Science and Technology

Learn more about the science and technology we use to develop healthy and strong assistance dogs.

Canine Companions is at the forefront of the assistance dog industry, thanks to cutting edge research in collaboration with major canine health and cognition organizations. Studies on behavior and longitudinal studies help Canine Companions determine what makes a successful assistance dog. How can we predict success from a young age? Might we be able to identify the healthiest dogs to produce the future generations of happy, healthy working dogs? Learn with whom Canine Companions is partnering in an effort to provide the highest quality, healthiest and successful assistance dog partnerships.

Maternal style study

Maternal Style Study: What’s mom’s role in successful assistance dogs?

Dr. Evan MacLean and Dr. Emily Bray with members of the Arizona Canine Cognition Center at the University of Arizona are exploring how a puppy’s early abilities are associated with their later success as an assistance dog. Read more...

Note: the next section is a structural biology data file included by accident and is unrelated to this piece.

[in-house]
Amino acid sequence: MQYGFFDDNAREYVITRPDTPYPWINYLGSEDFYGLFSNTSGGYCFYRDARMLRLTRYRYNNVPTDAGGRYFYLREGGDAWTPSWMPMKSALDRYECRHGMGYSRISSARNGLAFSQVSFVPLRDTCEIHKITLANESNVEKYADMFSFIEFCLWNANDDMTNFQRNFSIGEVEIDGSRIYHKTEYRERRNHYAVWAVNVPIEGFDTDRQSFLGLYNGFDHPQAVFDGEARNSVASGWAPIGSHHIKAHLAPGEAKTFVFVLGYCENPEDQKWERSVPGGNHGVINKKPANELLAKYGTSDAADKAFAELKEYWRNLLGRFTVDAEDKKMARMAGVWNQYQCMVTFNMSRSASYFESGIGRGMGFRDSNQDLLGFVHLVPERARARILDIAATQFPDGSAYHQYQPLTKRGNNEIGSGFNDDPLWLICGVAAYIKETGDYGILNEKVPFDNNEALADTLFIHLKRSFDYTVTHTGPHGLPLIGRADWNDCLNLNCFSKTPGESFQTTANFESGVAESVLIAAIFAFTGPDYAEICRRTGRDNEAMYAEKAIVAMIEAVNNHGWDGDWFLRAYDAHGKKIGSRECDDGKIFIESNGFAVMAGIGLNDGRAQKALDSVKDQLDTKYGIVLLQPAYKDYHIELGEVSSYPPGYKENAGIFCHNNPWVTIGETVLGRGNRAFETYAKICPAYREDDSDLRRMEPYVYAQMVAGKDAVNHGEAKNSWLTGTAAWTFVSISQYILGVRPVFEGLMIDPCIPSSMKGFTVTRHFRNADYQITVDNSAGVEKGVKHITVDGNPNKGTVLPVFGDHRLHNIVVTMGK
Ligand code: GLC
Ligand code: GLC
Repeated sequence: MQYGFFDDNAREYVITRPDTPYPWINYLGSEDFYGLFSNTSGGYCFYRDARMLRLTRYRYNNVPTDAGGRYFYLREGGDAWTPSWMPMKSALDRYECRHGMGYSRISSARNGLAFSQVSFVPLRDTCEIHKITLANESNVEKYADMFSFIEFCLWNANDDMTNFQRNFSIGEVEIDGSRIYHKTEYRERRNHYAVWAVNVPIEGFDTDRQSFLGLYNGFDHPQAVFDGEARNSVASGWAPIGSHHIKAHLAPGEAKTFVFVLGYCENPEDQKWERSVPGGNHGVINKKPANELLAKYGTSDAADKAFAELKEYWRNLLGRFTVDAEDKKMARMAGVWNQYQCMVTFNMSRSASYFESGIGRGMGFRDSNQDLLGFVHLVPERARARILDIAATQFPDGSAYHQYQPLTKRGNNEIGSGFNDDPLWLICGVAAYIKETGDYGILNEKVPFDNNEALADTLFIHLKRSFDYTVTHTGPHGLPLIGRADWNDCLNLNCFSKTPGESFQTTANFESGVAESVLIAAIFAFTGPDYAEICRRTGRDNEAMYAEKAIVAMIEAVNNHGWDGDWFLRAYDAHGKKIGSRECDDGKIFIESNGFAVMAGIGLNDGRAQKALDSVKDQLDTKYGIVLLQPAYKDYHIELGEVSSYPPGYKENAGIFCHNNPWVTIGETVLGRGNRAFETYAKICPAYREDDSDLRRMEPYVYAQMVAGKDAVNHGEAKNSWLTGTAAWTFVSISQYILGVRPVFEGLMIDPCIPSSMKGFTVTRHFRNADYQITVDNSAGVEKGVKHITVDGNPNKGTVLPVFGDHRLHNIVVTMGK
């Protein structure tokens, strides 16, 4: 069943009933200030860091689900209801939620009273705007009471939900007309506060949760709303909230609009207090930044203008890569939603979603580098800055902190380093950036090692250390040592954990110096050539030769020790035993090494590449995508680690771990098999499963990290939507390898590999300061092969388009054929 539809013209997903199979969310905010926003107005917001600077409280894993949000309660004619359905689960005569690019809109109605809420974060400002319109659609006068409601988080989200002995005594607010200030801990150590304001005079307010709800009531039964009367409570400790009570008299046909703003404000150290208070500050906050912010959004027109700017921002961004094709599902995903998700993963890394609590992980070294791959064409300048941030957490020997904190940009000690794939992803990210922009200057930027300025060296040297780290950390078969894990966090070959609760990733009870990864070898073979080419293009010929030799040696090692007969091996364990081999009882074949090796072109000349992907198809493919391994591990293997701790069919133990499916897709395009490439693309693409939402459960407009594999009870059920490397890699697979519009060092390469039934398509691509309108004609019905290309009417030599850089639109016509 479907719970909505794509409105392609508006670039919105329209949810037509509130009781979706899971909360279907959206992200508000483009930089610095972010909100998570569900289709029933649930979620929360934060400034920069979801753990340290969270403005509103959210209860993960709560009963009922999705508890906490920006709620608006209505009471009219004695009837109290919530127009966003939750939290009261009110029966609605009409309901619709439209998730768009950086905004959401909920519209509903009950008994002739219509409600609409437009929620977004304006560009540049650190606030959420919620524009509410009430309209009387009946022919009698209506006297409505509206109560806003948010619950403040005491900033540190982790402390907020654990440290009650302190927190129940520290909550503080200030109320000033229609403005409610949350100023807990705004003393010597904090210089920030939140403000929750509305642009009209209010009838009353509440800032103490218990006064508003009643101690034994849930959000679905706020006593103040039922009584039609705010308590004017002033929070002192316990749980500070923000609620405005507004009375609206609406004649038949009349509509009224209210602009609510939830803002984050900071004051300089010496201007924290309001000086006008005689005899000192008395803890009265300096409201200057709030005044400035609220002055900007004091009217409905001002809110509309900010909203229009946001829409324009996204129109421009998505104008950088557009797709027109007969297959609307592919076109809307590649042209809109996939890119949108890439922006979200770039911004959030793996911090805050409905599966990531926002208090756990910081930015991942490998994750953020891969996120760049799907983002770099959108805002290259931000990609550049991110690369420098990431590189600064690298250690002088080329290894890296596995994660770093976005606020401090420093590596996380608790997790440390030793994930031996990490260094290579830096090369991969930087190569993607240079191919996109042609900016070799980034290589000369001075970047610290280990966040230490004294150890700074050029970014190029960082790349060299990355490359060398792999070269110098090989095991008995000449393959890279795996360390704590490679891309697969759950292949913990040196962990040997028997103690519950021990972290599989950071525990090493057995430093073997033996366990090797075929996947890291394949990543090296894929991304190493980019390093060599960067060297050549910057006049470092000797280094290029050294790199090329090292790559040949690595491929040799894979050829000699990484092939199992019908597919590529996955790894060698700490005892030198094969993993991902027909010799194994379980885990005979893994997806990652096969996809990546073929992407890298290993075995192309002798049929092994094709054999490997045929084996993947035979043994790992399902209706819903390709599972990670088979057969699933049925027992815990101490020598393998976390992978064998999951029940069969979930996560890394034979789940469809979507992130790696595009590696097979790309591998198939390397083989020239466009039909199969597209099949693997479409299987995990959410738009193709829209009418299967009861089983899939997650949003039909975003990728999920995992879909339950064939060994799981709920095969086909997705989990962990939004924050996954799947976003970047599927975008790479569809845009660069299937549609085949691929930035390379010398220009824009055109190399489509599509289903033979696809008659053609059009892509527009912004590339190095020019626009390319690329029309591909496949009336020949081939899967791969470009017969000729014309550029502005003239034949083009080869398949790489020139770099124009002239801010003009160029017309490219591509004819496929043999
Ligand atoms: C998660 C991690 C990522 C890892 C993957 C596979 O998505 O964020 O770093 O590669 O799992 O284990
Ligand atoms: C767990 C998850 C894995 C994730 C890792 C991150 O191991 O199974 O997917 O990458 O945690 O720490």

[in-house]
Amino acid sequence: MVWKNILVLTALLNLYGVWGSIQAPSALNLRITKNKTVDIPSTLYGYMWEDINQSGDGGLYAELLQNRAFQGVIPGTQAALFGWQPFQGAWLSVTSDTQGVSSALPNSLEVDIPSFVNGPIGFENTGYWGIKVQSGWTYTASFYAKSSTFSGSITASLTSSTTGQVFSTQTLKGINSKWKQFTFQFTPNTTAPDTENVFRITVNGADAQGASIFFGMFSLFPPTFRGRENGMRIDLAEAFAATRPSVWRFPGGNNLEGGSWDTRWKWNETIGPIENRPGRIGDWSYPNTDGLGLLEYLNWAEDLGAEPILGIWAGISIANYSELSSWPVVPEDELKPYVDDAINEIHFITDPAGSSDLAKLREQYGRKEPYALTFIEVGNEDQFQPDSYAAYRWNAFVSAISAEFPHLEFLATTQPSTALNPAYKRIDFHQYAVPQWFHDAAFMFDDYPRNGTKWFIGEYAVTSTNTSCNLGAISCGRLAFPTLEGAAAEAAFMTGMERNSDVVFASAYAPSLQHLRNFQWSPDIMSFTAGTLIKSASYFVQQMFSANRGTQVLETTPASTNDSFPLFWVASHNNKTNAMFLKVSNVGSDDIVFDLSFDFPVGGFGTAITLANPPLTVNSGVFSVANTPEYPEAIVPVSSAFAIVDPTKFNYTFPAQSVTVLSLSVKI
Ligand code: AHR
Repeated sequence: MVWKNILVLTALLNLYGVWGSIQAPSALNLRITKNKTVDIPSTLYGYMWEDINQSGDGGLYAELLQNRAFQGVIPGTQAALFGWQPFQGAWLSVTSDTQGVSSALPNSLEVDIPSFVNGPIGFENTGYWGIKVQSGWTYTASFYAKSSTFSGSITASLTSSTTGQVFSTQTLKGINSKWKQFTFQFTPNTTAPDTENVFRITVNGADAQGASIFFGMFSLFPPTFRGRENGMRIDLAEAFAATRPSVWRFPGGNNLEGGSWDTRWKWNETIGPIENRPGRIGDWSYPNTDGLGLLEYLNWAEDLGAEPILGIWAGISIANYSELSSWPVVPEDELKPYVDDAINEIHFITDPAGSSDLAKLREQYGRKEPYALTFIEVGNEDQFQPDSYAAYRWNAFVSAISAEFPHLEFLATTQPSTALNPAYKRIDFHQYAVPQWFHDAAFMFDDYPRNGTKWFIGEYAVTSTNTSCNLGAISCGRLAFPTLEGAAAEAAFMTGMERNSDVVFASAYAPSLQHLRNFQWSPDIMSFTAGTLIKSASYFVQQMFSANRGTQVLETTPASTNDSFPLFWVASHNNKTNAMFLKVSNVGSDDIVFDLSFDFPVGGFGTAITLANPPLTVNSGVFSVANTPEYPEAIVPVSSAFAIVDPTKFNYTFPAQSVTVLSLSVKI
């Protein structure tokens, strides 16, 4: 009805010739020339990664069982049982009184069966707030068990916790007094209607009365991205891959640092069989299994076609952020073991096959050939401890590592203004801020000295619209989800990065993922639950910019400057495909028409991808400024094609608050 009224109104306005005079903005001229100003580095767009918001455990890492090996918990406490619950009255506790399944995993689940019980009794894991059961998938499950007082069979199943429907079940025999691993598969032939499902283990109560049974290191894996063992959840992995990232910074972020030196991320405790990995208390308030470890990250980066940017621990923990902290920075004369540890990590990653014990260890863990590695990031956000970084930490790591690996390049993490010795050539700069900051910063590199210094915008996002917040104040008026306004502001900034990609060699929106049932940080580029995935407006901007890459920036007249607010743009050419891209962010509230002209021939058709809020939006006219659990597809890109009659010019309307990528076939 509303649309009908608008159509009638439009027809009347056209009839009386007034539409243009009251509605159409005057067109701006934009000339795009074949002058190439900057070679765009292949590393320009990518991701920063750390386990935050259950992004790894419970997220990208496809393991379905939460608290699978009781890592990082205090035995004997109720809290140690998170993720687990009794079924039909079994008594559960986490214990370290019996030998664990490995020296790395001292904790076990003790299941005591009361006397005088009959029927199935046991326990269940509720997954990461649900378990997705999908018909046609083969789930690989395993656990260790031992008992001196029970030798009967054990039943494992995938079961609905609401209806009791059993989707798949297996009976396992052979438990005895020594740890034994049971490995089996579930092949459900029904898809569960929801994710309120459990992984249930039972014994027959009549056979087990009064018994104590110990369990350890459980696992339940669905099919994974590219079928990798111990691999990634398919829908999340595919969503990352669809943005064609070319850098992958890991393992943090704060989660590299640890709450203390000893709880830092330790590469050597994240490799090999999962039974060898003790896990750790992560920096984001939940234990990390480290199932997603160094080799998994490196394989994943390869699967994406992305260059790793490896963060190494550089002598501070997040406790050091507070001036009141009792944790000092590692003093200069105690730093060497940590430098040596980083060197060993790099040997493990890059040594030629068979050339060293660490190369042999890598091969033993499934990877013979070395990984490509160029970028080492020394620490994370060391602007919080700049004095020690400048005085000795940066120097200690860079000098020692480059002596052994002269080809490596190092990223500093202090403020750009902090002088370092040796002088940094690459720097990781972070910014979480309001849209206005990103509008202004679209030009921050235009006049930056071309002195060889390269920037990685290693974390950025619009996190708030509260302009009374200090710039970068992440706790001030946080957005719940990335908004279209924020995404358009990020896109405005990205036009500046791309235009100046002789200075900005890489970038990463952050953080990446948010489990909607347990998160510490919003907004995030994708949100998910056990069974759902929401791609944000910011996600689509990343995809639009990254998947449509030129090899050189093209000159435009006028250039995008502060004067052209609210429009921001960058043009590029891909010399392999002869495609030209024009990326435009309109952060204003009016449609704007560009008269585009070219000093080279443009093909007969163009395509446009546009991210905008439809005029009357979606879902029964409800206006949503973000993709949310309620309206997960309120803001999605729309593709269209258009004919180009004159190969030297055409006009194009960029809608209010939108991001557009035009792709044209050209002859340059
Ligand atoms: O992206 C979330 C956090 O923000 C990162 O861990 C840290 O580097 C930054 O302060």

fMRI

fMRI Study Helps Reveal Unique Biomarkers in the Reward Center of the Brain

Canine Companions dogs stood apart from the pet dogs in one interesting measurement—the fMRI determined that the reward center of the brain acted differently when our dogs were rewarded by their familiar handler than by a stranger. Pet dogs didn’t have the same biomarker changes. Read more...
Brian Hare

Duke University’s Puppy Kindergarten

In a new venture between Canine Companions and Duke University, Dr. Brian Hare, a leader in the field of canine cognition, is working with 8-16-week-old Canine Companions pups at Duke to study their traits and experiences. Then he'll track them through formal Canine Companions training to see which qualities turn out to foreshadow success.
Canine Cognition

Canine Cognition

Assistance dogs are trained to work with people with disabilities. Even among dogs specifically bred to be assistance dogs, only about 50 percent that start a training program will successfully complete it, while the rest go on to be very well-trained family pets. Dr. Evan MacLean, director of the Arizona Canine Cognition Center at the University of Arizona, is exploring ways to identify the best dogs for different jobs – before they start the long and expensive training process — by looking at their cognitive abilities. Read more...